Bioethics Blogs

Updates: The California Legislature and the Market in Human Eggs

A fertility industry-sponsored bill that would expand the market in human eggs is barreling its way through the California legislature, in spite of opposition from women’s health, reproductive justice, and public interest organizations. AB 2531 would overturn a California law that lets researchers reimburse women for their expenses incurred in providing eggs, but disallows payments beyond that. The 2006 statute that AB 2531 would eviscerate was authored by former state Senator Deborah Ortiz, known for championing both women’s health and stem cell research, and approved almost unanimously by both the Assembly and Senate.

In an April blog post, Will California Expand the Market for Women’s Eggs?, we summarized the reasons for opposing AB 2531 (see also this CGS letter) and reported that it had been unanimously approved by the Assembly Health Committee. In early June, the Senate Health Committee posted its analysis of the bill, including a summary of the arguments for and against it, and a list of its supporters and opponents.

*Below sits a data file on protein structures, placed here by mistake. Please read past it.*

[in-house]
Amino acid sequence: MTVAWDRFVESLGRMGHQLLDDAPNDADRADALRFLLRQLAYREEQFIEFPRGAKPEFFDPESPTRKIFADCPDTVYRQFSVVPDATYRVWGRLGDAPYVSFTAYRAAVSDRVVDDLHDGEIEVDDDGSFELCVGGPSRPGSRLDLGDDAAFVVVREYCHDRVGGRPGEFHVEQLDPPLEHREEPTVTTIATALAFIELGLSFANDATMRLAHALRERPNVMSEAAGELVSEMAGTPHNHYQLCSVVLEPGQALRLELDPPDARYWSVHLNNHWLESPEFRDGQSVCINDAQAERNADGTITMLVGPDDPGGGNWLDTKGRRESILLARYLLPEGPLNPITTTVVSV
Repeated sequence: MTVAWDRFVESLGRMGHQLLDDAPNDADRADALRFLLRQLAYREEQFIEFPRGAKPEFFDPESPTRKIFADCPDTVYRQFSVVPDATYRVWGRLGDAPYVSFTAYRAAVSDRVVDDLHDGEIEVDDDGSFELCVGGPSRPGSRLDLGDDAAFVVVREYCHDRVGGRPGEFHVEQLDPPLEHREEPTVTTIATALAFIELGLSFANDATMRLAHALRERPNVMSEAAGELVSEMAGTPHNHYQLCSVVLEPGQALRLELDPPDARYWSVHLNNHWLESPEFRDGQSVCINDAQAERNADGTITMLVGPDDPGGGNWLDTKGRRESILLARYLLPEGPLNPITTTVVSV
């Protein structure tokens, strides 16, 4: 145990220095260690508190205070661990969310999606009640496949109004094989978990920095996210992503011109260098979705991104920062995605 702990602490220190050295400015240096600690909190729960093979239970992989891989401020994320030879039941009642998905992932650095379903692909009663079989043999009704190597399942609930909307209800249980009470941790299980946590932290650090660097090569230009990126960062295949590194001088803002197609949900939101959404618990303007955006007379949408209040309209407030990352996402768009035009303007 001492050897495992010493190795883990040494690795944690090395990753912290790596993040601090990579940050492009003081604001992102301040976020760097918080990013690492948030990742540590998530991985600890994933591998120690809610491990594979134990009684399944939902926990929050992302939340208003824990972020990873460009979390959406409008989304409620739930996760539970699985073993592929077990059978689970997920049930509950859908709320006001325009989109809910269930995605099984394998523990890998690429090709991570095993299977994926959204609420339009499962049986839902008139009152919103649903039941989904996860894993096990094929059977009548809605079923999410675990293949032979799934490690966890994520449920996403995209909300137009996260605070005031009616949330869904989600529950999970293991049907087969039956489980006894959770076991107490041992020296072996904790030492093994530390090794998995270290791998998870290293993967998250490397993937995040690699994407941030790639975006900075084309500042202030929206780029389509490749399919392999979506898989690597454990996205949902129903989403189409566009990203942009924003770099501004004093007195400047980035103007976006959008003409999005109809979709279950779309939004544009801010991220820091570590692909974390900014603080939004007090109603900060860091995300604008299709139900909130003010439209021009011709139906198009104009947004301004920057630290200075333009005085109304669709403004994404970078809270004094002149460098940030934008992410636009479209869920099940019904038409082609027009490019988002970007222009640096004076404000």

The Committee passed the bill on a vote of 8-1 at a June 15 hearing. Testimony by CGS’s Elliot Hosman against it can be viewed here (starting at 52:35), or read at the end of this post. The full Senate will vote on AB 2531 when it returns from recess in early August; assuming it is passed, it will then be sent to Governor Brown for his signature or veto. The Governor vetoed an almost identical bill in 2013 with the following message:

Not everything in life is for sale nor should it be.

The views, opinions and positions expressed by these authors and blogs are theirs and do not necessarily represent that of the Bioethics Research Library and Kennedy Institute of Ethics or Georgetown University.